Google Cloud for Azure professionals

Updated March 8, 2021

This set of articles helps professionals familiar with Microsoft Azure to familiarize themselves with the key concepts required in order to get started with Google Cloud. The guide compares Google Cloud with Azure and highlights the similarities and differences between the two. In addition, the guide provides quick-reference mappings of Azure concepts, and terminology to the corresponding products, concepts, and terminology on Google Cloud.

This document doesn't attempt to compare the syntax and semantics of the SDK, APIs, or command-line tools provided by Azure and Google Cloud.

This set of articles compares Google Cloud services to Azure services as they are used in the Resource Manager deployment model. The articles do not discuss Azure's deprecated classic deployment model. Additionally, this guide doesn’t attempt to compare the syntax and semantics of the SDK, APIs, or command-line tools provided by Azure and Google Cloud.

Service comparison

For a mapping of all GCP services to equivalents in Azure, see our service comparison.

Why Google Cloud?

For over 20 years, Google has been building one of the fastest, most powerful, and highest-quality cloud infrastructures on the planet. Internally, Google uses this infrastructure for several high-traffic and global-scale services, including Gmail, Maps, YouTube, and Search. Because of the size and scale of these services, Google has put a lot of work into optimizing its infrastructure and creating a suite of tools and services to manage it effectively. Google Cloud puts this infrastructure and these management resources at your fingertips.

Try it for yourself

If you're new to Google Cloud, create an account to evaluate how our products perform in real-world scenarios. New customers also get $300 in free credits to run, test, and deploy workloads.

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Regions and zones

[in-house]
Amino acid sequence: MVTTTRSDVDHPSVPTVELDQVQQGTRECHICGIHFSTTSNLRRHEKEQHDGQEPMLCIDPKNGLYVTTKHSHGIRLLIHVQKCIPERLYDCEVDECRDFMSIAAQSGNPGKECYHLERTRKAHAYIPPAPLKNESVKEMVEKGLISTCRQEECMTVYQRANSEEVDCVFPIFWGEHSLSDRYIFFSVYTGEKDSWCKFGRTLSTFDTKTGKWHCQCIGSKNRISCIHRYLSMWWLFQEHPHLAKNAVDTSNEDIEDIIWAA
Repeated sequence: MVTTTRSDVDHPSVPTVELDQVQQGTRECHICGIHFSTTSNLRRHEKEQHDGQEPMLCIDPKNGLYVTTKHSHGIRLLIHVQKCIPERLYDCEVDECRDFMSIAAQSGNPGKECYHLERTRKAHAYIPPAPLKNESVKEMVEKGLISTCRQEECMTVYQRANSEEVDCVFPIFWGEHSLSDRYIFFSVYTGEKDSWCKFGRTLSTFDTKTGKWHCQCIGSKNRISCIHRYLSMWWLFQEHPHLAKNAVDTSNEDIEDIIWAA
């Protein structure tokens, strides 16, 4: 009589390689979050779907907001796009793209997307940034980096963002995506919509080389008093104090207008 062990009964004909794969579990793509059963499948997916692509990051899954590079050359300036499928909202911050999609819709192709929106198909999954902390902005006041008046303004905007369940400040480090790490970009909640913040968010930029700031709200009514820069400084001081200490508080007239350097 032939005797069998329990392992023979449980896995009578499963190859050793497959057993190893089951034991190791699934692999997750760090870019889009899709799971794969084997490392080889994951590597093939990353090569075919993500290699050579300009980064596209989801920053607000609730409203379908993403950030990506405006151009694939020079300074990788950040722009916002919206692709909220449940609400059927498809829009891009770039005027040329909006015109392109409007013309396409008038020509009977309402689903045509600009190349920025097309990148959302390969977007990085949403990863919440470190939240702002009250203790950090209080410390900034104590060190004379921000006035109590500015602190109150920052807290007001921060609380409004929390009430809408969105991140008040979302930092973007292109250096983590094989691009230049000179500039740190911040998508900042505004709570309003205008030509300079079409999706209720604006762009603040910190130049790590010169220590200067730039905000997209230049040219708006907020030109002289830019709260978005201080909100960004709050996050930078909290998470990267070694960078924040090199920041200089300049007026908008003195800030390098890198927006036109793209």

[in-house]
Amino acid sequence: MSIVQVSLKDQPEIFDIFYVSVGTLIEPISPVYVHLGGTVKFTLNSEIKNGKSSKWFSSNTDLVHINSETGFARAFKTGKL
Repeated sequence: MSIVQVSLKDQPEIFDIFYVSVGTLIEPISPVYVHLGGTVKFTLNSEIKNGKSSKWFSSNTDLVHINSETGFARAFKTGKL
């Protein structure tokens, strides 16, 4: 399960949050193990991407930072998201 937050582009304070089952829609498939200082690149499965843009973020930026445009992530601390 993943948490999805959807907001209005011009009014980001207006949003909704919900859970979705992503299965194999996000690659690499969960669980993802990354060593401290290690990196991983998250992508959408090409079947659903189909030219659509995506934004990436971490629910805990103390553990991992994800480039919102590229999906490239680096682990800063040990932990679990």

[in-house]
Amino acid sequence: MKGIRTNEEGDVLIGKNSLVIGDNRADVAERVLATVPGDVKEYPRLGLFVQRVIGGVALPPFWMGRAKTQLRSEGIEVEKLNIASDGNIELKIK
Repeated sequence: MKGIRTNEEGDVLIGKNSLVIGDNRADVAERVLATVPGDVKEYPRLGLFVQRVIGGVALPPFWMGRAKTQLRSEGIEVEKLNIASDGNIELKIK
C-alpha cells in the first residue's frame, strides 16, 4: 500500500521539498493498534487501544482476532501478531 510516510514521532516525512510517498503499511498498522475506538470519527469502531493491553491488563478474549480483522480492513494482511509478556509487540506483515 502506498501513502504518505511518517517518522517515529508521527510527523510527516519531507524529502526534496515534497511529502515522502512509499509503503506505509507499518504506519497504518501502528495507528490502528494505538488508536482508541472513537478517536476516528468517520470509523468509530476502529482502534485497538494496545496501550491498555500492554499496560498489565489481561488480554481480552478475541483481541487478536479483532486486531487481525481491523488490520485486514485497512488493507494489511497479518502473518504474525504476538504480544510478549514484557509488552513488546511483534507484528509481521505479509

As with Azure, Google Cloud products are deployed within regions located around the world. Each region consists of one or more data centers that are in geographical proximity to each other. Both Azure and Google Cloud further divide availability into zones, which are isolated locations within a region.

In addition, some Google Cloud services, such as App Engine and Cloud Storage Multi-Regional Storage, replicate and serve data at a multi-regional level rather than at the more granular region or zone levels. Google Cloud also provides a dual-region replication model for Cloud Storage and Compute Engine.

For more details on zonal, regional, and multi-regional services, see Geography and regions.

Isolation and availability

Azure groups regions that are in the same continent, but isolated by at least 300 miles into paired regions. Azure encourages users to architect their systems and applications around these pairs, creating an active-active recovery setup for availability and isolation purposes. In addition, some Azure services, such as Blob Storage, have replication options that automatically replicate data across paired regions.

Google Cloud employs a similar strategy for isolation and availability, isolating regions from each other for availability reasons. Google Cloud does not prescribe specific regional pairings. However, as with Azure, you must architect your application across multiple regions if you want to achieve high availability. Also as with Azure, some Google Cloud services such as Cloud Storage Multi-Regional Storage and Cloud Storage dual-regional storage classes have built-in multi-region synchronization.

Accounts and quotas

To use an Azure service, you must either sign up for an Azure account or add Azure to your existing Microsoft Account. After you set up your Azure account, you can create a subscription within the account, and then launch services within that subscription. Each Azure account can support multiple subscriptions, and each subscription can use its own billing account if needed.